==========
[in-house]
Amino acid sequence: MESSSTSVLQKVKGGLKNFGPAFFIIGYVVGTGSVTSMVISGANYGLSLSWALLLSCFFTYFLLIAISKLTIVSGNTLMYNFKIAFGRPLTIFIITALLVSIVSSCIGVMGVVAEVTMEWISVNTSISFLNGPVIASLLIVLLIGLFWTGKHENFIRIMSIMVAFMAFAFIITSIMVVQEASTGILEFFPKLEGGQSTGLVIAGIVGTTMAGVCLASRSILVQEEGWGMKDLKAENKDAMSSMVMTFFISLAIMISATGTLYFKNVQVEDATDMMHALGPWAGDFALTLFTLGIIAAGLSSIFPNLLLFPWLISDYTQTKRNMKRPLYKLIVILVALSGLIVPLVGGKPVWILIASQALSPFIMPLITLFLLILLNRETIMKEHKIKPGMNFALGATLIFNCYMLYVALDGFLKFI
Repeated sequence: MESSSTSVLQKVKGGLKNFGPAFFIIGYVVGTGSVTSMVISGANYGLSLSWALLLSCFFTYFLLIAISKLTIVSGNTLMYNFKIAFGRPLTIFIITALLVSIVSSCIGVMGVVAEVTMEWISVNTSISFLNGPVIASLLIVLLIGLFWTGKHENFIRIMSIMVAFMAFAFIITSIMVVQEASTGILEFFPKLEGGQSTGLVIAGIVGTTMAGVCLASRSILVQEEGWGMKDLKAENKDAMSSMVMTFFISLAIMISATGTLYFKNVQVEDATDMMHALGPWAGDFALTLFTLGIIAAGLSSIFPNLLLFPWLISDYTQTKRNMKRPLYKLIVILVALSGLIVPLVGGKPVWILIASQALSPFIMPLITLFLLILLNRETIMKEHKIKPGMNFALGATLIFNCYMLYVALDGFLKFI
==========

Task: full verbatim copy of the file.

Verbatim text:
[in-house]
Amino acid sequence: MESSSTSVLQKVKGGLKNFGPAFFIIGYVVGTGSVTSMVISGANYGLSLSWALLLSCFFTYFLLIAISKLTIVSGNTLMYNFKIAFGRPLTIFIITALLVSIVSSCIGVMGVVAEVTMEWISVNTSISFLNGPVIASLLIVLLIGLFWTGKHENFIRIMSIMVAFMAFAFIITSIMVVQEASTGILEFFPKLEGGQSTGLVIAGIVGTTMAGVCLASRSILVQEEGWGMKDLKAENKDAMSSMVMTFFISLAIMISATGTLYFKNVQVEDATDMMHALGPWAGDFALTLFTLGIIAAGLSSIFPNLLLFPWLISDYTQTKRNMKRPLYKLIVILVALSGLIVPLVGGKPVWILIASQALSPFIMPLITLFLLILLNRETIMKEHKIKPGMNFALGATLIFNCYMLYVALDGFLKFI
Repeated sequence: MESSSTSVLQKVKGGLKNFGPAFFIIGYVVGTGSVTSMVISGANYGLSLSWALLLSCFFTYFLLIAISKLTIVSGNTLMYNFKIAFGRPLTIFIITALLVSIVSSCIGVMGVVAEVTMEWISVNTSISFLNGPVIASLLIVLLIGLFWTGKHENFIRIMSIMVAFMAFAFIITSIMVVQEASTGILEFFPKLEGGQSTGLVIAGIVGTTMAGVCLASRSILVQEEGWGMKDLKAENKDAMSSMVMTFFISLAIMISATGTLYFKNVQVEDATDMMHALGPWAGDFALTLFTLGIIAAGLSSIFPNLLLFPWLISDYTQTKRNMKRPLYKLIVILVALSGLIVPLVGGKPVWILIASQALSPFIMPLITLFLLILLNRETIMKEHKIKPGMNFALGATLIFNCYMLYVALDGFLKFI